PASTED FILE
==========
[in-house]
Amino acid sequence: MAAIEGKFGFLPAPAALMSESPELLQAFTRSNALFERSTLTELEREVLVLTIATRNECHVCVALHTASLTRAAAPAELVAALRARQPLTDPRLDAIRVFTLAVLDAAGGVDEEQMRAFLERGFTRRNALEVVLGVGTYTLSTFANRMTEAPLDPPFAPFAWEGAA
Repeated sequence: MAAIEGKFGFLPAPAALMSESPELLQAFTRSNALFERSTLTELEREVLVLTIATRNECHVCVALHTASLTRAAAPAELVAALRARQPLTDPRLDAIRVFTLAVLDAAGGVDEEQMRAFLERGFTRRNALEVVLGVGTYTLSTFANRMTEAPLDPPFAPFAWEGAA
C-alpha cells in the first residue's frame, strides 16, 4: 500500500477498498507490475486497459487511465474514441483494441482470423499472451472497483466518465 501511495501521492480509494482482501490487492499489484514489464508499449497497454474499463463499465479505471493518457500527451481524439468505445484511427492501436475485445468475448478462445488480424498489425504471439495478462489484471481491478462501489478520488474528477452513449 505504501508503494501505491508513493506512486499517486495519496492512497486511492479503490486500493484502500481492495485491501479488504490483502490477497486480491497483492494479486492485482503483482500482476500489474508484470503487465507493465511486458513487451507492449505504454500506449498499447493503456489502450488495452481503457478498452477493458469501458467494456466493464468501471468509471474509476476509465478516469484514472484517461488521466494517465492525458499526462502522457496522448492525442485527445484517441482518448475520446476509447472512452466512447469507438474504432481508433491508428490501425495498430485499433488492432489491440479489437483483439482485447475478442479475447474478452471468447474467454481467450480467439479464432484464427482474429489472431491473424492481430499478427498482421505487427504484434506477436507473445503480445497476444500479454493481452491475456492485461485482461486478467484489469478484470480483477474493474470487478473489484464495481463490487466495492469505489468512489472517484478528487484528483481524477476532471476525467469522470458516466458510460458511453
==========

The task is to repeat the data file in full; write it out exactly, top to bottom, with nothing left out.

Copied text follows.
[in-house]
Amino acid sequence: MAAIEGKFGFLPAPAALMSESPELLQAFTRSNALFERSTLTELEREVLVLTIATRNECHVCVALHTASLTRAAAPAELVAALRARQPLTDPRLDAIRVFTLAVLDAAGGVDEEQMRAFLERGFTRRNALEVVLGVGTYTLSTFANRMTEAPLDPPFAPFAWEGAA
Repeated sequence: MAAIEGKFGFLPAPAALMSESPELLQAFTRSNALFERSTLTELEREVLVLTIATRNECHVCVALHTASLTRAAAPAELVAALRARQPLTDPRLDAIRVFTLAVLDAAGGVDEEQMRAFLERGFTRRNALEVVLGVGTYTLSTFANRMTEAPLDPPFAPFAWEGAA
C-alpha cells in the first residue's frame, strides 16, 4: 500500500477498498507490475486497459487511465474514441483494441482470423499472451472497483466518465 501511495501521492480509494482482501490487492499489484514489464508499449497497454474499463463499465479505471493518457500527451481524439468505445484511427492501436475485445468475448478462445488480424498489425504471439495478462489484471481491478462501489478520488474528477452513449 505504501508503494501505491508513493506512486499517486495519496492512497486511492479503490486500493484502500481492495485491501479488504490483502490477497486480491497483492494479486492485482503483482500482476500489474508484470503487465507493465511486458513487451507492449505504454500506449498499447493503456489502450488495452481503457478498452477493458469501458467494456466493464468501471468509471474509476476509465478516469484514472484517461488521466494517465492525458499526462502522457496522448492525442485527445484517441482518448475520446476509447472512452466512447469507438474504432481508433491508428490501425495498430485499433488492432489491440479489437483483439482485447475478442479475447474478452471468447474467454481467450480467439479464432484464427482474429489472431491473424492481430499478427498482421505487427504484434506477436507473445503480445497476444500479454493481452491475456492485461485482461486478467484489469478484470480483477474493474470487478473489484464495481463490487466495492469505489468512489472517484478528487484528483481524477476532471476525467469522470458516466458510460458511453